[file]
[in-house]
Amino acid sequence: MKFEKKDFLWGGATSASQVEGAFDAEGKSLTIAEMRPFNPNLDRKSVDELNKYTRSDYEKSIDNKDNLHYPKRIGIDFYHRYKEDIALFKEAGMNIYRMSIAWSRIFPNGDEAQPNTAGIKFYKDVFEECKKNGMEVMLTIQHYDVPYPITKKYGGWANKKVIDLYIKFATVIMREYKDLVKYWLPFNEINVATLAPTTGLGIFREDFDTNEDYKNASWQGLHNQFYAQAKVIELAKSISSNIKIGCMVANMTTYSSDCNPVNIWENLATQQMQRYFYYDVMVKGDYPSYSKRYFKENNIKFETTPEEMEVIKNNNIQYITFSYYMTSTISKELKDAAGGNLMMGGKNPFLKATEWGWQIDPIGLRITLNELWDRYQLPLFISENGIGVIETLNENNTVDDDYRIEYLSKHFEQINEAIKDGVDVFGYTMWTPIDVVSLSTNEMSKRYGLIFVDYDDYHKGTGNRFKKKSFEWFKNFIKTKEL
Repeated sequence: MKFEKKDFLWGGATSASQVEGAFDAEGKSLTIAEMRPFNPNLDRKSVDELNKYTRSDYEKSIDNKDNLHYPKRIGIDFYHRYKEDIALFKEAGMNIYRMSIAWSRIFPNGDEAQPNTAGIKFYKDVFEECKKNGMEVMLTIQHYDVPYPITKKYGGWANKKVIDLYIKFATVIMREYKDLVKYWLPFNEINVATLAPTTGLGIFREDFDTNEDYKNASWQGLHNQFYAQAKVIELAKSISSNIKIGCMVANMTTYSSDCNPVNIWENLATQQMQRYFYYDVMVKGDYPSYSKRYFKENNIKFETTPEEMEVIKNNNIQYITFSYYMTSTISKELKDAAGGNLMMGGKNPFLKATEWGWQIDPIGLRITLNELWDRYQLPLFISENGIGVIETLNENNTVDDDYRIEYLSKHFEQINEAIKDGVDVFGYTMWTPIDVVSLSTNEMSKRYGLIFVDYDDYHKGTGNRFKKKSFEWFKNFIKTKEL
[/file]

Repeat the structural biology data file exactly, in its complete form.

[in-house]
Amino acid sequence: MKFEKKDFLWGGATSASQVEGAFDAEGKSLTIAEMRPFNPNLDRKSVDELNKYTRSDYEKSIDNKDNLHYPKRIGIDFYHRYKEDIALFKEAGMNIYRMSIAWSRIFPNGDEAQPNTAGIKFYKDVFEECKKNGMEVMLTIQHYDVPYPITKKYGGWANKKVIDLYIKFATVIMREYKDLVKYWLPFNEINVATLAPTTGLGIFREDFDTNEDYKNASWQGLHNQFYAQAKVIELAKSISSNIKIGCMVANMTTYSSDCNPVNIWENLATQQMQRYFYYDVMVKGDYPSYSKRYFKENNIKFETTPEEMEVIKNNNIQYITFSYYMTSTISKELKDAAGGNLMMGGKNPFLKATEWGWQIDPIGLRITLNELWDRYQLPLFISENGIGVIETLNENNTVDDDYRIEYLSKHFEQINEAIKDGVDVFGYTMWTPIDVVSLSTNEMSKRYGLIFVDYDDYHKGTGNRFKKKSFEWFKNFIKTKEL
Repeated sequence: MKFEKKDFLWGGATSASQVEGAFDAEGKSLTIAEMRPFNPNLDRKSVDELNKYTRSDYEKSIDNKDNLHYPKRIGIDFYHRYKEDIALFKEAGMNIYRMSIAWSRIFPNGDEAQPNTAGIKFYKDVFEECKKNGMEVMLTIQHYDVPYPITKKYGGWANKKVIDLYIKFATVIMREYKDLVKYWLPFNEINVATLAPTTGLGIFREDFDTNEDYKNASWQGLHNQFYAQAKVIELAKSISSNIKIGCMVANMTTYSSDCNPVNIWENLATQQMQRYFYYDVMVKGDYPSYSKRYFKENNIKFETTPEEMEVIKNNNIQYITFSYYMTSTISKELKDAAGGNLMMGGKNPFLKATEWGWQIDPIGLRITLNELWDRYQLPLFISENGIGVIETLNENNTVDDDYRIEYLSKHFEQINEAIKDGVDVFGYTMWTPIDVVSLSTNEMSKRYGLIFVDYDDYHKGTGNRFKKKSFEWFKNFIKTKEL